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PRINCETON — Freedom House, which works to help and protect domestic violence victims in five local counties, reports an uptick in people seeking services during the coronavirus outbreak.
Tricia Schafer, Freedom House community relations manager, said over the past weeks, many more victims than usual have sought refuge at the Princeton shelter.
“We expect this increased demand for our free shelter, advocacy and counseling services to continue,” Schafer said. “Because of the social isolation seen during a pandemic, the incidence of domestic violence and sexual abuse can elevate dramatically. Our shelter is open, and we continue to provide all victim services, including counseling via telephone.”
One bit of good news, she said, is that they continue to see an outpouring of support from the communities they serve, something she is grateful for.
Calls to Streator’s ADV and SAS have fallen far below their usual numbers. This isn’t a cause for celebration, however, Safe Journeys Executive Director Susan Bursztynsky said.
Bursztynsky said she fears this means the stay-at-home order is causing abusers to be home more often, and their victims are less able to reach out for support.
“My thought is that the reason calls are lower now is that when you’re at home, it’s just not safe to make the call,” Bursztynsky said. “You don’t have the private time to reach out to a domestic violence shelter.”
Bursztynsky said instead of being at work, victims are either at home with their abusers or they are somewhere the abusers know about, opening up the opportunity for more phone calls, social media or physical threats.
“One of my main concerns I have is whether or not there will be a great increase in calls on our support line once people are able to reach out again,” Bursztynsky said. “We’re really worried about that.”
Bursztynsky said it’s important to keep in contact with friends in at-risk situations right now.
“Text your friends every day; call them every day,” Bursztynsky said. “Let them know you’re concerned. Ask if there’s anything you can do. If someone you know is in an abusive situation, maybe you can set up a code word to let them know to call the police.”
It’s not always easy to recognize the signs of danger, experts warn.
Schafer pointed to several factors that put people at risk of domestic or sexual abuse in greater danger during the COVID-19 pandemic.
Stress, the disruption of social and protective networks, and decreased access to services increases the risk of violence, she said. As distancing measures are put in place and people are encouraged to stay at home, the risk of intimate partner violence is likely to increase.
The likelihood that women or men in an abusive relationship and their children will be exposed to violence is dramatically increased, as family members spend more time in close contact and families cope with additional stress and potential economic or job losses, Shafer explained. Women or men may have less contact with family and friends who may provide support and protection from violence.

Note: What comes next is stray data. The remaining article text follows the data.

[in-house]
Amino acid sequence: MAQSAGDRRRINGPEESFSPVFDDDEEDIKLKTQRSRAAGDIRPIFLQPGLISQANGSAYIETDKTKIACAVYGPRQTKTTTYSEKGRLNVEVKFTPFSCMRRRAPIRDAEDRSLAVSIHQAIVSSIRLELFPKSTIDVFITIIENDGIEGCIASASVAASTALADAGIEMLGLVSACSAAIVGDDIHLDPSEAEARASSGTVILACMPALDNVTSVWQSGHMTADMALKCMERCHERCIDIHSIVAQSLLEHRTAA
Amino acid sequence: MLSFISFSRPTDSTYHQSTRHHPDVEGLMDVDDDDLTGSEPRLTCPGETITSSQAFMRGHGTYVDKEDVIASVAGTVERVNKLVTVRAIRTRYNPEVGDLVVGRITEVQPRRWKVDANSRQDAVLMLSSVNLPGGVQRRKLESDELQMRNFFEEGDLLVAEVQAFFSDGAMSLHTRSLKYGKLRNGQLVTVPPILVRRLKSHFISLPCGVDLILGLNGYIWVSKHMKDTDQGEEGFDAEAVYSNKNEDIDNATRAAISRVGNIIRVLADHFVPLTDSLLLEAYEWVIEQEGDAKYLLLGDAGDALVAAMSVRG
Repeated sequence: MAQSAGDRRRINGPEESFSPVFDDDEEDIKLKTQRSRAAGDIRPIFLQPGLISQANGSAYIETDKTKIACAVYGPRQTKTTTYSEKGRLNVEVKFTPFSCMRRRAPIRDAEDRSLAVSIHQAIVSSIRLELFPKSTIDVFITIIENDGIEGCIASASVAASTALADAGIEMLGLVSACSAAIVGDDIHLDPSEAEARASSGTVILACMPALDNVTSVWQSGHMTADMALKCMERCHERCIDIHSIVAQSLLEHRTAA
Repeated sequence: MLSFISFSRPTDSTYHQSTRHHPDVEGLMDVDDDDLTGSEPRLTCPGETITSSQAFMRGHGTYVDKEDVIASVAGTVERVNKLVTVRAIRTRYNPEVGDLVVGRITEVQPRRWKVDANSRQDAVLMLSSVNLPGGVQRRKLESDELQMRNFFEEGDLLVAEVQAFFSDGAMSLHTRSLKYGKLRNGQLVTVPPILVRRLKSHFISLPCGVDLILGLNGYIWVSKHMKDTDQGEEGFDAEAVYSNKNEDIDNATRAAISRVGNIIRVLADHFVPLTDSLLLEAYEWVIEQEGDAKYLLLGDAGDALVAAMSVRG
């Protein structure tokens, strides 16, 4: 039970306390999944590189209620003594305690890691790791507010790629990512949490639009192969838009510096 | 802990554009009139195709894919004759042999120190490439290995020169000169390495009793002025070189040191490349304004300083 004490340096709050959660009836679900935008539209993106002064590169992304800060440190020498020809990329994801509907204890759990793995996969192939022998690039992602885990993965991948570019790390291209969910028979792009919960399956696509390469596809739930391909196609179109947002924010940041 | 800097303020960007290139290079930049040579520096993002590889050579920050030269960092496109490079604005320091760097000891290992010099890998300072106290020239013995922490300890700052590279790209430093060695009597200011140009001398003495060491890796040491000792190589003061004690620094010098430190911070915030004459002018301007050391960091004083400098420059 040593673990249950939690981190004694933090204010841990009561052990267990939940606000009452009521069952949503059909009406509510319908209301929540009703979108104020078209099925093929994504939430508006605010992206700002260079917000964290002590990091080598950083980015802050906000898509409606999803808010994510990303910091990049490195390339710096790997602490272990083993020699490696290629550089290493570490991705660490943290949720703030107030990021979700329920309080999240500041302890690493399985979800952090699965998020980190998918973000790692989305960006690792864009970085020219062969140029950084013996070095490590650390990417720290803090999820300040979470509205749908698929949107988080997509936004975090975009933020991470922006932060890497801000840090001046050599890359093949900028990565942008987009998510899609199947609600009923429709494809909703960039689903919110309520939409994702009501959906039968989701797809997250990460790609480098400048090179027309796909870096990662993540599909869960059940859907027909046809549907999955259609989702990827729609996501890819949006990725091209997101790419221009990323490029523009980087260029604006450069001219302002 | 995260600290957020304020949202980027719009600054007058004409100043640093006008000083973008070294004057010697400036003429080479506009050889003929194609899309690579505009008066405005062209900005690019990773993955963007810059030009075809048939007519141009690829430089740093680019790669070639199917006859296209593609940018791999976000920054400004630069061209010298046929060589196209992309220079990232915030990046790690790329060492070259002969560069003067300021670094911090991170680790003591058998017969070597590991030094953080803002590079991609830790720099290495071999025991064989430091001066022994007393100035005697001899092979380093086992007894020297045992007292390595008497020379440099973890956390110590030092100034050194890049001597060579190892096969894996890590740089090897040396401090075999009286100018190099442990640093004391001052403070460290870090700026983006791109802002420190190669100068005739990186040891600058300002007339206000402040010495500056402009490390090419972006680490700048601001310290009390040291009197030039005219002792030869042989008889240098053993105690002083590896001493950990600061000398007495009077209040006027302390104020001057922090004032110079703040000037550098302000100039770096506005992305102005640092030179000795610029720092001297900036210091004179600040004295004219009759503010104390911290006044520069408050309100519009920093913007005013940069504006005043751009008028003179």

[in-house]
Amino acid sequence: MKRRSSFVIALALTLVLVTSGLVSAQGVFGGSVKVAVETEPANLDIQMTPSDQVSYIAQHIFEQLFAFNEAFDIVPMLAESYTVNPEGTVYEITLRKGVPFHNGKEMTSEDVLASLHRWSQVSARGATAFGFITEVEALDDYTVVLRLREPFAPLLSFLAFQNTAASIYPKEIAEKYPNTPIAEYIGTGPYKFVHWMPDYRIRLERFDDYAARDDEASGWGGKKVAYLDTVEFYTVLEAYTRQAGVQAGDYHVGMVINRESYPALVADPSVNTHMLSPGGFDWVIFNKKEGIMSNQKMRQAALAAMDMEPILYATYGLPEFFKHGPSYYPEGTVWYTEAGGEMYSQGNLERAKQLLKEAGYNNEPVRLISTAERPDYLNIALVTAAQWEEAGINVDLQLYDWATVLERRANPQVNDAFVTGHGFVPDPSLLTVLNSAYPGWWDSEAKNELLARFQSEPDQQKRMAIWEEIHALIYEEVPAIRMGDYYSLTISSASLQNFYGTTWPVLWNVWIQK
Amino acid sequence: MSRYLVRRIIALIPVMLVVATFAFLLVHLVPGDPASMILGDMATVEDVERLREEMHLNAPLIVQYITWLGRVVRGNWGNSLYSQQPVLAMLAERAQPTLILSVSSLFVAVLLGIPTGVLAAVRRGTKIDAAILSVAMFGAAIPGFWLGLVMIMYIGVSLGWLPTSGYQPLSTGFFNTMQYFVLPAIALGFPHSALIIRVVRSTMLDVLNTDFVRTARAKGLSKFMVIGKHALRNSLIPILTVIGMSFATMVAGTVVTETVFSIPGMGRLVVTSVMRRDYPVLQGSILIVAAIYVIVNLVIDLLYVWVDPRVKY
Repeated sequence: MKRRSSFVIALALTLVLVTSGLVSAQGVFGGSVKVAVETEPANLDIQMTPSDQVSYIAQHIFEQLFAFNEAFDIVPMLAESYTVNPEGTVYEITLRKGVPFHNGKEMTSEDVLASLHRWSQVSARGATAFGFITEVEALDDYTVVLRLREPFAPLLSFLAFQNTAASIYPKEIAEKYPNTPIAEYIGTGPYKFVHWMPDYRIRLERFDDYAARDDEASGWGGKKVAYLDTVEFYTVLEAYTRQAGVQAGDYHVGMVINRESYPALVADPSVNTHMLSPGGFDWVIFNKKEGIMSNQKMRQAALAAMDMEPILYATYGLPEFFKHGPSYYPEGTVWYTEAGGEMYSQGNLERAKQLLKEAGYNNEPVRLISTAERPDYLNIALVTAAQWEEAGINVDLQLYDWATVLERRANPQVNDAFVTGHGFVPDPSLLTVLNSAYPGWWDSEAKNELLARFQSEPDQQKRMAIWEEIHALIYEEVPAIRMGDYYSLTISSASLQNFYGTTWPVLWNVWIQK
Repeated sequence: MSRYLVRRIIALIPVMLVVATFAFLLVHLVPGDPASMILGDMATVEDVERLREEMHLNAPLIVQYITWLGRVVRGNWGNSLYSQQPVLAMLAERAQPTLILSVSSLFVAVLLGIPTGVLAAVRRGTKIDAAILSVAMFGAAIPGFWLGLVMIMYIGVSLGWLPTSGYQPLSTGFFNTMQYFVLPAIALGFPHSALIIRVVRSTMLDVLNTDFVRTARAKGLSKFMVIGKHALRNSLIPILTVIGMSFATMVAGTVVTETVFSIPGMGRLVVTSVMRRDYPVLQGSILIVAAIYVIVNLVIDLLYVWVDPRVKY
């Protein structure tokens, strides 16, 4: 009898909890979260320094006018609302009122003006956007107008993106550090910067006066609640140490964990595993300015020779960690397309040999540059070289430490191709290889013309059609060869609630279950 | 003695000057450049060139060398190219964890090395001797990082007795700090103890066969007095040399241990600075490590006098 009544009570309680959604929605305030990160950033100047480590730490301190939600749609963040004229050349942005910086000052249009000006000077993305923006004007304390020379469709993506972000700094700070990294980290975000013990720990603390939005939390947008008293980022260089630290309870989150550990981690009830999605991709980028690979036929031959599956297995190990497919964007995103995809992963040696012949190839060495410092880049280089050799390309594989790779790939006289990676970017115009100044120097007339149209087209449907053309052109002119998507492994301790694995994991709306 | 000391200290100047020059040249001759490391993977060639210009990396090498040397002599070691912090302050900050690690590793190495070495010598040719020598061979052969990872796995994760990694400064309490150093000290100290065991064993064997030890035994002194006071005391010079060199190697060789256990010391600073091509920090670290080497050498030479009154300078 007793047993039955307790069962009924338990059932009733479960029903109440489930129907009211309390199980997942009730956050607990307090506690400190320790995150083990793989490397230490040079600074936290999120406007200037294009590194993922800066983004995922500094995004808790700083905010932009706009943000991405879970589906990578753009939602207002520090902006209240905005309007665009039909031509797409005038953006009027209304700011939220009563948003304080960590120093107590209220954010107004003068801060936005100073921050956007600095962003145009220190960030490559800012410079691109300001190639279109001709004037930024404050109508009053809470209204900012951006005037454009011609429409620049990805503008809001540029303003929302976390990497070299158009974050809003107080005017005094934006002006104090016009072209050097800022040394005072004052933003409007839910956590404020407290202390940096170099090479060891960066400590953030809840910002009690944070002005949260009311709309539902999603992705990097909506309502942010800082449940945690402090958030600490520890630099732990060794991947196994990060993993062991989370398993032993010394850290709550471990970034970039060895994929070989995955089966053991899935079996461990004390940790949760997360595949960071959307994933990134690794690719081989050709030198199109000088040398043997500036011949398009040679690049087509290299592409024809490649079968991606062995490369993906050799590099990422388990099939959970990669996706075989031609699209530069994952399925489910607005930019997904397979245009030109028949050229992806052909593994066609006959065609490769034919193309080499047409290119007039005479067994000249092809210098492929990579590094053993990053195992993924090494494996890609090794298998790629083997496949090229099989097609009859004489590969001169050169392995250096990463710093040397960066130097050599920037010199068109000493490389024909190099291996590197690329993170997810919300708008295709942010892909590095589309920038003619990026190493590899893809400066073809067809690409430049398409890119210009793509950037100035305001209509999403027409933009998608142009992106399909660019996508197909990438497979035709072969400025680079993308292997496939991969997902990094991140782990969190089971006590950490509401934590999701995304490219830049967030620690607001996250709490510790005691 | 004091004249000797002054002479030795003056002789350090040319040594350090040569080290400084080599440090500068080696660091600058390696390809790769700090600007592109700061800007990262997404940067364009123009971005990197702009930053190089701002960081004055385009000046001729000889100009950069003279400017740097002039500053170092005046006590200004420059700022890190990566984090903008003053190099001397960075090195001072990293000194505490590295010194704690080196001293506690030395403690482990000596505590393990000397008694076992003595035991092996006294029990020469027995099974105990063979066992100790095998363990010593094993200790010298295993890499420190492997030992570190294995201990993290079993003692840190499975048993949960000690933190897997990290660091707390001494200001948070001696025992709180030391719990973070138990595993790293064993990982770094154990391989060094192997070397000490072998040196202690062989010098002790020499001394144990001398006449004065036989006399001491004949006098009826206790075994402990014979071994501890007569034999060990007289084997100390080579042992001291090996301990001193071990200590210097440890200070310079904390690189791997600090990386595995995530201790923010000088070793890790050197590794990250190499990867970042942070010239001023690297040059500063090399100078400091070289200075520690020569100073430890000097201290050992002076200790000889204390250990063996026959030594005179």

Additionally, Schafer said women bear the brunt of increased care work during this pandemic. School closures increase this burden and place more stress on them. The disruption of livelihoods and ability to earn a living, including for women (many of whom are informal wage workers), will decrease access to basic needs and services, increasing stress on families, with the potential to increase conflicts and violence.
She said perpetrators of abuse may use restrictions due to COVID-19 to exercise power and control over their partners to further reduce access to services. Perpetrators may also restrict access to necessary items such as soap and hand sanitizer. Perpetrators may exert control by spreading misinformation about the disease.
In the longer term, access to vital sexual and reproductive health services, including for victims subjected to violence, will likely become more limited. Other services, such as hotlines, crisis centers, shelters, legal aid and protection services, may also be scaled back, further reducing access to the few sources of help that women or men in abusive relationships might have.
Schafer assured the public that they are continuing to provide counseling services via phone.
“Many of our clients are struggling,” she said. “They depend on ‘normalcy,’ routines and schedules. Chaos is triggering for many victims and survivors of sexual assault and abuse. We are working on coping skills with all our clients. We are working with them on mindfulness techniques for stress and anxiety. We are stressing the importance of keeping routines, limiting exposure to news and social media, and staying in contact with support systems.
Schafer reported as of Monday, the shelter is at full capacity. However, this will not prevent them from assisting anyone in need of help.
Note to readers: Mike Urbanec of Shaw Media contributed to this report.